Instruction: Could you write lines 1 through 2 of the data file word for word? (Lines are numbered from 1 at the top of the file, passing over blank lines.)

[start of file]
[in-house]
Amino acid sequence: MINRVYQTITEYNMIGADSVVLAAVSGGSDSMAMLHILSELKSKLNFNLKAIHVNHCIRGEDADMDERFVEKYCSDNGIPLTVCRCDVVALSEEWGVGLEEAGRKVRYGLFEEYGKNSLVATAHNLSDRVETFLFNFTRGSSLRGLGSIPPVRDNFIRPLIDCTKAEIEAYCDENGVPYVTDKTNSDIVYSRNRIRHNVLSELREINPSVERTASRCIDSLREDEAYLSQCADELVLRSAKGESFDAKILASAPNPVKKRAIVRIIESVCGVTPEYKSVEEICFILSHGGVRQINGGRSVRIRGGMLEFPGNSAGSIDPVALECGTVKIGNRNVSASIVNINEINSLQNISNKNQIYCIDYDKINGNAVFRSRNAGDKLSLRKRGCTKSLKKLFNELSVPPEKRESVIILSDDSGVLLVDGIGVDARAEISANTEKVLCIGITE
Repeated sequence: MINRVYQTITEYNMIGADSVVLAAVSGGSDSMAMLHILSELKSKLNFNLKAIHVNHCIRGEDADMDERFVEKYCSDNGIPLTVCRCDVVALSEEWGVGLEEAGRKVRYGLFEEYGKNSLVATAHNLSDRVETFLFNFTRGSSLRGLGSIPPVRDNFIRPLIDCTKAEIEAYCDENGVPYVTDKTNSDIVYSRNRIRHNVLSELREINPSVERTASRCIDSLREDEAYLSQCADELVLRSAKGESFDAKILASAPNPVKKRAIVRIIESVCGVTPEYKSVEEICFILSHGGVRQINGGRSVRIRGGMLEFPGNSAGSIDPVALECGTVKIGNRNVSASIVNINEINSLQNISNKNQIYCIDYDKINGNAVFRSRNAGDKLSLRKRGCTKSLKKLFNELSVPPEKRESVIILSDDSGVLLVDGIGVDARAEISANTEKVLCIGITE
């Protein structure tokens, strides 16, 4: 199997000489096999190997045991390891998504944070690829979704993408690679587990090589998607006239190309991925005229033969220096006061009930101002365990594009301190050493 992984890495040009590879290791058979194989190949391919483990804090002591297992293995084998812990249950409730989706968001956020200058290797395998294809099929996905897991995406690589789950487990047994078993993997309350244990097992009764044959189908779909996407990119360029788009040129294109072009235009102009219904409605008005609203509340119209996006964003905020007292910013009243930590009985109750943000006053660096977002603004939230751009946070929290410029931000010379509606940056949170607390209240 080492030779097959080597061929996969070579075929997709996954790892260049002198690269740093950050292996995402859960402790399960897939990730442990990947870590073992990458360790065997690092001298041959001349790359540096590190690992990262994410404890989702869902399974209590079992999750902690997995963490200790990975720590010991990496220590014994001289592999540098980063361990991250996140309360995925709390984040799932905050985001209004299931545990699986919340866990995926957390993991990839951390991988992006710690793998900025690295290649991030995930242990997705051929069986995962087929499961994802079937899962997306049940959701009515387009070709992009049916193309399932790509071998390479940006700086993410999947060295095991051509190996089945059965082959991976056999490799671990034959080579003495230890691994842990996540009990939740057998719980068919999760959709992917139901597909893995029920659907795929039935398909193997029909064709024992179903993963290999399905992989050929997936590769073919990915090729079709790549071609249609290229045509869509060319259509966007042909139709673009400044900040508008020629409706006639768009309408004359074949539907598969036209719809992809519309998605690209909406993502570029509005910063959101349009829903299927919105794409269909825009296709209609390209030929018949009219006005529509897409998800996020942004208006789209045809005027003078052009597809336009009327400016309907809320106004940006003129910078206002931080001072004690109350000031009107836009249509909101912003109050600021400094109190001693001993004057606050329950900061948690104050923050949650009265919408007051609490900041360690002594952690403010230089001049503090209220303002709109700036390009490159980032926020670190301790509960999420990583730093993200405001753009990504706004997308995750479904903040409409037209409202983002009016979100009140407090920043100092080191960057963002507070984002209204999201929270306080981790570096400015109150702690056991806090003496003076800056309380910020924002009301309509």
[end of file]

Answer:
[in-house]
Amino acid sequence: MINRVYQTITEYNMIGADSVVLAAVSGGSDSMAMLHILSELKSKLNFNLKAIHVNHCIRGEDADMDERFVEKYCSDNGIPLTVCRCDVVALSEEWGVGLEEAGRKVRYGLFEEYGKNSLVATAHNLSDRVETFLFNFTRGSSLRGLGSIPPVRDNFIRPLIDCTKAEIEAYCDENGVPYVTDKTNSDIVYSRNRIRHNVLSELREINPSVERTASRCIDSLREDEAYLSQCADELVLRSAKGESFDAKILASAPNPVKKRAIVRIIESVCGVTPEYKSVEEICFILSHGGVRQINGGRSVRIRGGMLEFPGNSAGSIDPVALECGTVKIGNRNVSASIVNINEINSLQNISNKNQIYCIDYDKINGNAVFRSRNAGDKLSLRKRGCTKSLKKLFNELSVPPEKRESVIILSDDSGVLLVDGIGVDARAEISANTEKVLCIGITE